What are some of Julie's descriptions of living with depression? Did Julie's story further your understanding of the experience? Was it similar to something you have experienced or witnessed? Did you learn anything you did not know before about post-partum depression in particular?
We see Julie interacting with and analyzing her exchanges with people that she is paying or that work for her: taxi drivers, stores clerks, elevator operators, nannies. In what ways does this novel address issues of class?
Julie frequently observes other women to get ideas of what is appropriate for her to also do: what are some of these instances? Why do you think she depends so heavily on the behavior of others in order to determine what her own behavior should be?
Julie goes to regular psychotherapy appointments with Dr. Edelman: what is their relationship like? Does Julie feel as though this is helping with her depression?
What are the recurring phrases that Julie repeats to herself? Why do you think these mantras are at war in Julie's mind?
After Julie's suicide attempt, she is back home and living with her son and husband, Ethan: what is their relationship like? Does he know why his wife tried to end her life? Were you surprised by any of her husband's reactions? Do you think there are things he could have done differently?
Julie visits her mother, Harriet, a short while after Julie's suicide attempt: what is their interaction like? What are the various things that her mother is focused on or concerned about? How do you think this affects Julie?
"If you look happy, then you are happy" is a phrase that Julie's mother has repeated to her throughout her life: Does Julie believe it? Are there any instances where she is truly happy?
Julie frequently reflects on memories of her father from her childhood: what different aspects of their relationship are revealed over the course of the novel? What parts surprised you? How do you think Julie's relationship with her father may have affected those with her own children? Why does Julie choose not to tell her husband, Ethan, that she saw her father at the basketball game?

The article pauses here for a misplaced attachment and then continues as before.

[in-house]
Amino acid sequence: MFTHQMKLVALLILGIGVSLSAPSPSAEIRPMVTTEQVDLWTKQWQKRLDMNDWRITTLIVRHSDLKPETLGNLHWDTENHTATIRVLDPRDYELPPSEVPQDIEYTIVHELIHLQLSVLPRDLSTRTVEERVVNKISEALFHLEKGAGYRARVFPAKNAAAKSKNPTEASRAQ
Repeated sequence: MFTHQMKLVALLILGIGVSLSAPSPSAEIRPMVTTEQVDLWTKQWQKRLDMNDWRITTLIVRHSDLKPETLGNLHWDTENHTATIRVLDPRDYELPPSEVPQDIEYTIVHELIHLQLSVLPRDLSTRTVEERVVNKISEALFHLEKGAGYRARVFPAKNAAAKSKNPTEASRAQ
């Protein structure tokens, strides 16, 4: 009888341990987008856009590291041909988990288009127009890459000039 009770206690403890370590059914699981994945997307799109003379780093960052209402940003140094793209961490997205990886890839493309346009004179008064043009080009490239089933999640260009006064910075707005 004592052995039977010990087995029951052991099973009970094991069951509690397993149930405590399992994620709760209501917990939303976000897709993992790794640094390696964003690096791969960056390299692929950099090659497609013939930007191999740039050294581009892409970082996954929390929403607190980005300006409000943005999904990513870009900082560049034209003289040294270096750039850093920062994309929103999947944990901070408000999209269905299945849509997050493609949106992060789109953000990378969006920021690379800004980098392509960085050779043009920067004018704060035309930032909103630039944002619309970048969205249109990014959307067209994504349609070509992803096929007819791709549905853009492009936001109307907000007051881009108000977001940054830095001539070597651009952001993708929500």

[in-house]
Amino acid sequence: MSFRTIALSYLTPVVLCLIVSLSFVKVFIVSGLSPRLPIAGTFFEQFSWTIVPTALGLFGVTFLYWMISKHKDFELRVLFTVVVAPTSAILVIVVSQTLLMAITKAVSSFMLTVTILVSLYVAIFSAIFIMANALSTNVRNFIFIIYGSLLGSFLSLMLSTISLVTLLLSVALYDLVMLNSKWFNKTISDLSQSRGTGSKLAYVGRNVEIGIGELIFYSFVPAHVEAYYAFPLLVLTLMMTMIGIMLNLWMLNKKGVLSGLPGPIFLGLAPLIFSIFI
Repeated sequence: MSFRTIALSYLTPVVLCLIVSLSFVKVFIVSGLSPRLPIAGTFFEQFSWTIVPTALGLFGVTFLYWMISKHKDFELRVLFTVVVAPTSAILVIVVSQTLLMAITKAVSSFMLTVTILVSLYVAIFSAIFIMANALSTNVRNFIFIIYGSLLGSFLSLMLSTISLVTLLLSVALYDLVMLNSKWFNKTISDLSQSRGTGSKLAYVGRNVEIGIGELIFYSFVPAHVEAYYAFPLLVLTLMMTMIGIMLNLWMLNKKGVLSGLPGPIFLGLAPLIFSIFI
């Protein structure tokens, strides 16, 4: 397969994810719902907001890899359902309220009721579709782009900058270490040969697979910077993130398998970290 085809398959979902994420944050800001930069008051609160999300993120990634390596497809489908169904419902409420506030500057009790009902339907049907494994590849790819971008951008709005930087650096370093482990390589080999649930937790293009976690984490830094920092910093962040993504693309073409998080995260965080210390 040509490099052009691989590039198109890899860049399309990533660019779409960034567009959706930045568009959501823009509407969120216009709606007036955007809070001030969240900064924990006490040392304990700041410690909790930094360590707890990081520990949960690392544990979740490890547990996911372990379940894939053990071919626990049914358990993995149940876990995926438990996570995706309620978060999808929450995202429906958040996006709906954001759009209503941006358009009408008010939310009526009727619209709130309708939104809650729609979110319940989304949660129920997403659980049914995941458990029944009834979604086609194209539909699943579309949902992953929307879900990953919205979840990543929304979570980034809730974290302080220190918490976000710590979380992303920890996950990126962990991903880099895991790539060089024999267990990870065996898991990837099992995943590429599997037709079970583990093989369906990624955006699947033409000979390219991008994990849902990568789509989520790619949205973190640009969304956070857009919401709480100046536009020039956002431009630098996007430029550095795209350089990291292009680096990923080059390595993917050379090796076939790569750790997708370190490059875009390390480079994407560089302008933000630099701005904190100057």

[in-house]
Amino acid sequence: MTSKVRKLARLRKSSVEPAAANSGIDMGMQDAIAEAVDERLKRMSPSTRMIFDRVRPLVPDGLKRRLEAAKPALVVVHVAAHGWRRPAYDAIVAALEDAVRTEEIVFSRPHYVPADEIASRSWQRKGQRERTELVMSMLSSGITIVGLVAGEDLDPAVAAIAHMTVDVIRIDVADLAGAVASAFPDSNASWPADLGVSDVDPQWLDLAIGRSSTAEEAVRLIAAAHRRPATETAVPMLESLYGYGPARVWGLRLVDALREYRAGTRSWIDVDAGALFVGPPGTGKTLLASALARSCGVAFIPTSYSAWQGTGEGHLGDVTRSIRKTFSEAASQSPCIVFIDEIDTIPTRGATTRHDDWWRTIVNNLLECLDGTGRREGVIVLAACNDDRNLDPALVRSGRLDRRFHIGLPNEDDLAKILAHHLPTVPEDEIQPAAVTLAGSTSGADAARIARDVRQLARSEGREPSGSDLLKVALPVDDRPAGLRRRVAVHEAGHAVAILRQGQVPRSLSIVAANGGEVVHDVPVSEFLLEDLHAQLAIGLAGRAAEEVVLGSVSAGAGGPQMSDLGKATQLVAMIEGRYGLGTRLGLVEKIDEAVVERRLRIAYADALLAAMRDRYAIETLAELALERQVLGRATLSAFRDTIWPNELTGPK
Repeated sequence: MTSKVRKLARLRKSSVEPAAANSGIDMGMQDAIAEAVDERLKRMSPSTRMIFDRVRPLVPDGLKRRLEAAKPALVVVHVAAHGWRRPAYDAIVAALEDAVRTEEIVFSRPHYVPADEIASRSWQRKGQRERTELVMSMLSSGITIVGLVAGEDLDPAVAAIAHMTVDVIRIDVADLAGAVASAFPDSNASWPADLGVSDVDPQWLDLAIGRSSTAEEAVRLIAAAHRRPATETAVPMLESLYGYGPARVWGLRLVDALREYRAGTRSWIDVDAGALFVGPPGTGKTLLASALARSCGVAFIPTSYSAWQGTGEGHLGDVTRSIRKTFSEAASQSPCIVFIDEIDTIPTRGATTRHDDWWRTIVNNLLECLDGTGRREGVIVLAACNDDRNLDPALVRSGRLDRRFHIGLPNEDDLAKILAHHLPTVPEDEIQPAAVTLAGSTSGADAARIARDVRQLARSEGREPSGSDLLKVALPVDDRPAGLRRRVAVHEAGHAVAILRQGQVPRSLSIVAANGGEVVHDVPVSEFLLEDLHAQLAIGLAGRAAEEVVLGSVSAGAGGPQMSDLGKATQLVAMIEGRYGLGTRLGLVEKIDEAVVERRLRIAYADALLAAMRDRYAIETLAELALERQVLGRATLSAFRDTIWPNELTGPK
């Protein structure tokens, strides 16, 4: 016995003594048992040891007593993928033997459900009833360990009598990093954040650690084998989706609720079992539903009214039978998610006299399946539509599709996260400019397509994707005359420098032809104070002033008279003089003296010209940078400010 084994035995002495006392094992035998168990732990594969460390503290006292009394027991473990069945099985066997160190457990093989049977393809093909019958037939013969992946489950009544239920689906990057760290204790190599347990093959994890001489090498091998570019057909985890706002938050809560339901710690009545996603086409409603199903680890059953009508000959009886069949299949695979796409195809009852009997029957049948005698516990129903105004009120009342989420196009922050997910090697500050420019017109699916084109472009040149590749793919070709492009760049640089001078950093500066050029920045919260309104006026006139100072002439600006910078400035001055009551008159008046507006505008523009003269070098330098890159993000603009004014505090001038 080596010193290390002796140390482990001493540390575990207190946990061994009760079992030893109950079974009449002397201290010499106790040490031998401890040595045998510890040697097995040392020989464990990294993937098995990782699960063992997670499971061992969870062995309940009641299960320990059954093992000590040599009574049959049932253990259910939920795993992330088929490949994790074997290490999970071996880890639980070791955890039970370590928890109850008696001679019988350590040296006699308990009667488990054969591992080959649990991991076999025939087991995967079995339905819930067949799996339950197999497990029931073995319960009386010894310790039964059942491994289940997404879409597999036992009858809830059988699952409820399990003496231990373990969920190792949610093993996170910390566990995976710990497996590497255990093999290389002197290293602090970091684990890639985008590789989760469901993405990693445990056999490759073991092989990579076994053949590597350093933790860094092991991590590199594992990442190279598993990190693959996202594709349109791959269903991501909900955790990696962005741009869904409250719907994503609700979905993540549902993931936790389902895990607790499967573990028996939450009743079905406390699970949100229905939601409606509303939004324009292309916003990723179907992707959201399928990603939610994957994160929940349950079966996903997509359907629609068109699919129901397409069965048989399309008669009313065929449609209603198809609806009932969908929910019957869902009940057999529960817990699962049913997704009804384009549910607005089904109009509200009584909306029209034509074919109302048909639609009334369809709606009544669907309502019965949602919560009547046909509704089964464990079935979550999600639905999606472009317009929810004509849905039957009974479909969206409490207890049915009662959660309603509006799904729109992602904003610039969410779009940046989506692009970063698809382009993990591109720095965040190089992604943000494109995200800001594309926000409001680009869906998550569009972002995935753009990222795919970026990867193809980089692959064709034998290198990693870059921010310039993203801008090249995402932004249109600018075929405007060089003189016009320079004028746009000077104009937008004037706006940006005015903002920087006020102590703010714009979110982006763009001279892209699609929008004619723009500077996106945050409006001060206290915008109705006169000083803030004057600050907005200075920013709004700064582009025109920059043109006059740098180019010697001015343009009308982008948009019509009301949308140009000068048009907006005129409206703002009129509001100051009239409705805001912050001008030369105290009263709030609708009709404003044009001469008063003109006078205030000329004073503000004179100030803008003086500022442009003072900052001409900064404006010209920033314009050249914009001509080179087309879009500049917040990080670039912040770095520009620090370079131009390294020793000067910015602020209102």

Intergenerational trauma–trauma that gets passed down from one generation to subsequent generations–can create symptoms of depression and self-destructive behaviors. Considering the story of Julie and her parents, and Julie with her own children, what role do you think intergenerational trauma might have played?
Despite having a doting and devoted husband, Julie envisions him having an affair and moving on to a life without her–why do you think this is?
Color plays an important role in this book: why do you think the author chose to do this? What are some of the contrasts in color and décor between their first home and their second home? Why do you think Julie might have made these changes to her surroundings?
When Julie discovers that she is pregnant with a second child, what are her thoughts and reactions? How does her husband react when he learns the news? How do they decide what to do next? How does Julie feel after learning that she will have a little girl?
Julie and her husband and doctors create a plan for when she will and will not take her medication, carefully considering her well-being as well as her unborn baby's well-being: What were their concerns? What are Julie's reasons for not following that plan? What influenced Julie to make this choice? Do you know anyone in your own life who has struggled with the decision to remain on medication that might come with undesired side-effects or sacrifices?
What do we learn was the immediate cause of Julie's attempt to end her own life? As we learn more about her family and childhood, what else do you think might have contributed to her making this type of decision? Do you think she loves her son? Why might she think they would be better off without her?
Does Julie feel as though she has power, control, or choice? What are some examples throughout the novel where she does? What are some examples where she does not, or feels as though she does not? Having inside knowledge to some details of her childhood, what do you think shaped these ways of thinking?
Is the ending of this novel what you expected? What, if anything, do you think could have been done to prevent this situation?
If you have seen the film adaptation of A Mouthful of Air, talk about their similarities and differences. Were you surprised by any of them? What did you like more? What did you miss?
If you have read Amy Koppelman's other novels, I Smile Back and Hesitation Wounds, would you say they have major themes in common? Talk about the similarities and differences.